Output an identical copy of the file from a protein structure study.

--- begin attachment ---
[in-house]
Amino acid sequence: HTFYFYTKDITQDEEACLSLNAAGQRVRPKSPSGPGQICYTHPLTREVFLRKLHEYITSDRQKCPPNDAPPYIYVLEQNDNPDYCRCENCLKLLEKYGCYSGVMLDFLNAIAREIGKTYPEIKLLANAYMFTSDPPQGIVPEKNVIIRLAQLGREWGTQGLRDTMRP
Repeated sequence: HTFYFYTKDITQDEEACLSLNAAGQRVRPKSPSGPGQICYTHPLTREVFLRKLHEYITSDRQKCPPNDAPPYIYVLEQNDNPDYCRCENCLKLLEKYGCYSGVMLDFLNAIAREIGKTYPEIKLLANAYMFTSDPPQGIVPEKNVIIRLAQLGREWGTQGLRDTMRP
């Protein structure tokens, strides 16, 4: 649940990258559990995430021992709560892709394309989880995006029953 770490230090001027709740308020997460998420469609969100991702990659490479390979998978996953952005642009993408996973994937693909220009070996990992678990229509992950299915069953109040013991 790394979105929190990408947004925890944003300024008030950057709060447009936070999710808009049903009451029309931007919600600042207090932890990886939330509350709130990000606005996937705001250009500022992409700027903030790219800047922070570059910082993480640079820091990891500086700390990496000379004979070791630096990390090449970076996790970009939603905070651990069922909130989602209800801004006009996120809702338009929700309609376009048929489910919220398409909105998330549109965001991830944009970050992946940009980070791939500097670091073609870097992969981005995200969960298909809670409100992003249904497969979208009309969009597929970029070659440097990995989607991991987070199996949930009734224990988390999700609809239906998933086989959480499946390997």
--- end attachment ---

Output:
[in-house]
Amino acid sequence: HTFYFYTKDITQDEEACLSLNAAGQRVRPKSPSGPGQICYTHPLTREVFLRKLHEYITSDRQKCPPNDAPPYIYVLEQNDNPDYCRCENCLKLLEKYGCYSGVMLDFLNAIAREIGKTYPEIKLLANAYMFTSDPPQGIVPEKNVIIRLAQLGREWGTQGLRDTMRP
Repeated sequence: HTFYFYTKDITQDEEACLSLNAAGQRVRPKSPSGPGQICYTHPLTREVFLRKLHEYITSDRQKCPPNDAPPYIYVLEQNDNPDYCRCENCLKLLEKYGCYSGVMLDFLNAIAREIGKTYPEIKLLANAYMFTSDPPQGIVPEKNVIIRLAQLGREWGTQGLRDTMRP
């Protein structure tokens, strides 16, 4: 649940990258559990995430021992709560892709394309989880995006029953 770490230090001027709740308020997460998420469609969100991702990659490479390979998978996953952005642009993408996973994937693909220009070996990992678990229509992950299915069953109040013991 790394979105929190990408947004925890944003300024008030950057709060447009936070999710808009049903009451029309931007919600600042207090932890990886939330509350709130990000606005996937705001250009500022992409700027903030790219800047922070570059910082993480640079820091990891500086700390990496000379004979070791630096990390090449970076996790970009939603905070651990069922909130989602209800801004006009996120809702338009929700309609376009048929489910919220398409909105998330549109965001991830944009970050992946940009980070791939500097670091073609870097992969981005995200969960298909809670409100992003249904497969979208009309969009597929970029070659440097990995989607991991987070199996949930009734224990988390999700609809239906998933086989959480499946390997």